An Iraqi government spokesman said that the Baghdad government has decided to grant foreign oil company workers in Iraq assistance in obtaining entry visas and residency permits, following many complaints of difficulties faced by employees and engineers in entering Iraq to work for oil companies.
Faisal Abdullah, the spokesman for energy affairs for Iraq's Deputy Prime Minister Hussain al-Shahristani, told Al-Monitor that Shahristani held a meeting with the general director of the Department of Nationality in the Ministry of Interior and the general director of the Contracts Department in the Oil Ministry. During the meeting, the parties discussed facilitating the process of obtaining visas and residency permits for workers employed by foreign oil and power companies in Iraq.
Abdullah added that Shahristani’s office received many complaints regarding the delay in granting visas, thus obstructing the work of the companies.
Shahristani’s office oversees the ministries of oil and power, and is considered the main engineer of petroleum policies. Abdullah continued, “It takes foreign workers at least two months, sometimes three, to obtain a visa. We have received many complaints from foreign companies in this regard.”
“The meeting led to an agreement of cooperation between the departments of nationality, contracts and intelligence to guarantee that foreign workers employed by power and oil companies would receive a visa within two weeks at most,” he added.
Iraq signed contracts with several foreign oil companies in order to develop newly discovered oil fields.
While preliminary speculation had forecast that the country’s oil production would reach 12 million barrels per day by 2017, these estimates have been decreased to around 8 million barrels per day, according to specialists.
At end of February, the General Secretariat of the Iraqi government issued a statement calling on all governmental departments to apply the pertinent orders related to facilitating the visa process for foreigners.
According to the statement, the secretariat gave “the general director of the [Department of] Nationality, or the head of his mission or his nominee abroad, the authority to grant a multiple-entry visa for foreign investors, investment companies, businessmen, experts and workers, at the request of the ministry or government agency beneficiary.”
The statement indicated that “The Council of Ministers Resolution No. 80 of 2013, which stipulates that the ministry or government agencies’ beneficiary and the ministries of interior and foreign [affairs] notify the Ministry of Labor and Social Affairs, providing lists of names for the purpose of issuing work permits.” The article sets forth the need of the company's owner or the worker concerned to refer to the Ministry of Labor and Social Affairs within a month to receive the official forms.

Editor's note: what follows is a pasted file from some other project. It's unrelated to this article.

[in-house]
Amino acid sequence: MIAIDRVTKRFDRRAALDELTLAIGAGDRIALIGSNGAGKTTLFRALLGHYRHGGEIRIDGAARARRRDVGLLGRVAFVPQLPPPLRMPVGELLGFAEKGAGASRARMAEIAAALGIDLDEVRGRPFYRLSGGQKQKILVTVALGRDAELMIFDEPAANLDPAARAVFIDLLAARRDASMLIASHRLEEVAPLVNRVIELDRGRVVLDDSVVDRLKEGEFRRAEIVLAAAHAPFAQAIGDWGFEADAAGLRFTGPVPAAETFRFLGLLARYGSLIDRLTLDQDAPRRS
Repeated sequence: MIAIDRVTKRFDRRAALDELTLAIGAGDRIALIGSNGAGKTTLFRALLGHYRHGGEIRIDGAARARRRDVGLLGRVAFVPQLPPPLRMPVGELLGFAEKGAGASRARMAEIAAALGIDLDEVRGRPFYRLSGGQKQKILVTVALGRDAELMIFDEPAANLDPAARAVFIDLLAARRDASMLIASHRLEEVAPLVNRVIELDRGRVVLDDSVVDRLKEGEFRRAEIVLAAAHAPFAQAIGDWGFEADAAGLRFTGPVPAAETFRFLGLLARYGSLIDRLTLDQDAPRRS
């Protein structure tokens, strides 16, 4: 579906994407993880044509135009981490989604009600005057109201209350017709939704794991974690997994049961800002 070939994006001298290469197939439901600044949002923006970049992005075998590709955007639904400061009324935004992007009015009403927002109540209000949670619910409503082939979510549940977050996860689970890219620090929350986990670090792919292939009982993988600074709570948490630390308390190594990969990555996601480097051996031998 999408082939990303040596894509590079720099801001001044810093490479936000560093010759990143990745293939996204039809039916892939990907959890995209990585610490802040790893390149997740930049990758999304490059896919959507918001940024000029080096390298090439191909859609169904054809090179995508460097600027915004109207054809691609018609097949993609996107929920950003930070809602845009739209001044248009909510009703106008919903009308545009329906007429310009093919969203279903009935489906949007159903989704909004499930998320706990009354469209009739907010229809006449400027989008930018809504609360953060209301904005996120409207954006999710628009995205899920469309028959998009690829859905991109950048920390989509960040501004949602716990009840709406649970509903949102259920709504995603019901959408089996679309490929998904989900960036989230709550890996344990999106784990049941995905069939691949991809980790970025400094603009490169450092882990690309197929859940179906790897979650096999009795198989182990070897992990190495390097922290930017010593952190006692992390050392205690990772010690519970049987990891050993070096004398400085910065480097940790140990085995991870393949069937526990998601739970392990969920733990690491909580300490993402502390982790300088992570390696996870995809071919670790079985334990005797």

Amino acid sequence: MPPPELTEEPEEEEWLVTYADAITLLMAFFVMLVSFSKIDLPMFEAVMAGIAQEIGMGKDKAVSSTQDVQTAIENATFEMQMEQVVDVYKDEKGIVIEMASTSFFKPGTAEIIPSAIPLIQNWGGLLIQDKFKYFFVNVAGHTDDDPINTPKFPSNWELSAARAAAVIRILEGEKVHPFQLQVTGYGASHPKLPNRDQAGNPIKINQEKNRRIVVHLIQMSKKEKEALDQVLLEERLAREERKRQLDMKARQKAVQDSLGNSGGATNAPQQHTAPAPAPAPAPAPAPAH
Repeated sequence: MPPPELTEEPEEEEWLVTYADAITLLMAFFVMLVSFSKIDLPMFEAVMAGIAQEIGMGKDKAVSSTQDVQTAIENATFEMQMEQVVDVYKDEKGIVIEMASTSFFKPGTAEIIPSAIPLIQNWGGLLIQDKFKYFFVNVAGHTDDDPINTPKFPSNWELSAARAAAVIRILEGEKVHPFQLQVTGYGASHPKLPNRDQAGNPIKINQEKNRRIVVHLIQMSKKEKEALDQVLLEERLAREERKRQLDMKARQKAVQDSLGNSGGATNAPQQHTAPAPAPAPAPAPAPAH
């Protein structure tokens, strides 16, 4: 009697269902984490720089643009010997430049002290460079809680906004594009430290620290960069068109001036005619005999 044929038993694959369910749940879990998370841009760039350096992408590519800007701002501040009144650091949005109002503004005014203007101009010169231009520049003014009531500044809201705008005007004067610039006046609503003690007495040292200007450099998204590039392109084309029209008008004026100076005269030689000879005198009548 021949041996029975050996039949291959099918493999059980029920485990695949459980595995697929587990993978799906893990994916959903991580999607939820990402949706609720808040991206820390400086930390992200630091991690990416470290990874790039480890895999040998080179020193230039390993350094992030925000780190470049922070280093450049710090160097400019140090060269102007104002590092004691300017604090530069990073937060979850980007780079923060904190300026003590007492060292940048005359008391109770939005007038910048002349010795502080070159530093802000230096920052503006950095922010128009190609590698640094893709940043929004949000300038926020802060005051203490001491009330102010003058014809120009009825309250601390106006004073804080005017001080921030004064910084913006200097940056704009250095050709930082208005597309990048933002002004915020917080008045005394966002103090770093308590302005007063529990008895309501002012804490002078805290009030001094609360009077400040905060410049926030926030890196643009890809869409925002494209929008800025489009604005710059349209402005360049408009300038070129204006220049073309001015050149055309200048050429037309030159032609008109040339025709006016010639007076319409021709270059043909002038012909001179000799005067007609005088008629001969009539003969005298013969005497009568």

It went on, “[We will continue] to work with the Council of Ministers’ decision and all directives issued by the General Secretariat of the Council of Ministers last year, which asked the Foreign Ministry to instruct all Iraqi embassies abroad to grant multiple [entry] visas to foreign companies. The federal ministries are planning to negotiate with these companies and the ones that already have contracts, at the request of the ministry or the competent authority, for the purpose of signing contracts for projects.”
Iraqi economists believe that their country’s inclination to facilitate entry visas and residency permits for foreign workers employed by oil companies might be an additional incentive to develop oil production — a sector currently in recovery.
Economist Fallah Hassan says, “Facilitating the entry process of foreign workers in the oil field to Iraq is gaining the attention of the Ministry of Oil. Moreover, we have heard many complaints from companies that won oil permits regarding the difficulties they face in guaranteeing entry visas for their members.”
The southern province of Basra, where the largest number of foreign oil companies operate, has demanded that the central government allow it to grant visas to foreigners. The committee stated that restricting the decision to grant entry visas to Baghdad will push investors away from the district.
Omar al-Shaher is a contributor to Al-Monitor’s Iraq Pulse. His writing has appeared in a wide range of publications including France’s LeMonde, the Iraqi Alesbuyia magazine, Egypt’s Al-Ahaly and the Elaph website. He previously worked for Al-Mada covering political and security affairs and as a correspondent for the Kuwaiti Awan newspaper in Baghdad.